The ozone hole can heal in our lives, UN reports


When the world unites, it can solve major problems. Case in point: The ozone hole, which if everything goes according to plan, can be cured by 2060, according to a new report by the United Nations.

According to the report, a decades-long international treaty to ban the use of ozone-depleting chemicals has led to its decline and "much more severe ozone depletion in the polar regions has been avoided." There is still work to be done, but this is definitely the Good News category.

"We're at the turning point," said Paul Newman, a scientist who helps run NASA's Ozone Watch and chaired the UN report to Earther.

The report is published every four years and this is its fifth iteration. It tracks an environmental problem of the 1980s and we are still feeling the effects of today. The ozone hole is driven by a series of chemicals that were commonly found in aerosol cans, air conditioners, and refrigerators, called chlorofluorocarbons and hydrochlorofluorocarbons. These chemicals release chlorine into the stratosphere, which in turn can disintegrate ozone molecules. When this happens, more ultraviolet light from the sun comes to the surface, increasing the risk of bad things like skin cancer. The problem was particularly striking in Antarctica, where an ozone hole began to form each spring.

Scientists have identified chemicals as problematic and policymakers have actually acted on it. The Montreal Protocol was signed in 1987. After 30 years, the hole in the ozone layer remains an annual occurrence. But the new report definitely adds to a 2016 study showing that the ozone hole has been recovering since 2000. If all goes according to plan, ozone levels in the region could return to prehistoric conditions within 40 years.

In other regions where ozone depletion has been less severe, the return to normalcy may come even earlier. The Arctic and mid-latitude of the northern hemisphere could reach into the 2030s, and mid-latitudes in the southern hemisphere could reach ozone levels in the 1980s by the middle of the century.

To get to this time line of ozone recovery, the world will have to continue working to reduce other chemicals that deplete the ozone layer and not put the recovery process any other way. At some levels, there are some warning signs that scientists are observing.

The first is a mysterious increase in CFC-11, a chemical that was banned by the Montreal Protocol. Although banned, research published earlier this year has shown that it is on the rise since 2012. Most of the signals point to China as the culprit of illicit emissions, and will have to be stopped to keep the recovery on track.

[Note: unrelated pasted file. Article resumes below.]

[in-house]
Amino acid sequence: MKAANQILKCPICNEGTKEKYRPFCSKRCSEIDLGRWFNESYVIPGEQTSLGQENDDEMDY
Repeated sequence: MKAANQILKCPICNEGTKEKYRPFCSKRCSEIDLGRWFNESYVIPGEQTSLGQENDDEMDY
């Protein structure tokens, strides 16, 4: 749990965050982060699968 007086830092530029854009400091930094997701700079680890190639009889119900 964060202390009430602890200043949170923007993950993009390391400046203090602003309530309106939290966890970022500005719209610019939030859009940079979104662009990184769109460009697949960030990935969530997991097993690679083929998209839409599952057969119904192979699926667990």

Another factor is what happens to the fight to contain global warming. The ozone hole and climate change are, in general, separate problems, but overlap a bit. The warming effect in the lower atmosphere associated with the rise in greenhouse gases also leads to cooling in the stratosphere, which is about 10 to 12 kilometers above the surface of the planet. This could slow down the process of depletion of the ozone layer, which could accelerate recovery in some places.

At the same time, the report notes that rising warming due to greenhouse gases changes planetary circulation in the atmosphere in ways that can lead to less ozone in the tropics and more in the Arctic and mid-latitude. So reducing greenhouse gas emissions – including those produced by substitutes for the chemicals that deplete the ozone layer – is still probably a good idea.

The last question may be the most unnerving, because we know very little about it. The report raises concerns about what would happen if the world or even a pariah state decided to cool the planet by sending small particles into the stratosphere. The process, known as geoengineering, is made with potential consequences here on the ground and would probably also be in the stratosphere.

"The problem is that our level of knowledge of the natural levels of particles in the stratosphere is not so high," Newman said. "Geoengineering presents the challenge of disturbing the natural levels of particles in the stratosphere beyond the impact on ozone."

So maybe we do not do that and keep trying to fix the hole in the ozone layer and solve global warming here on the ground.


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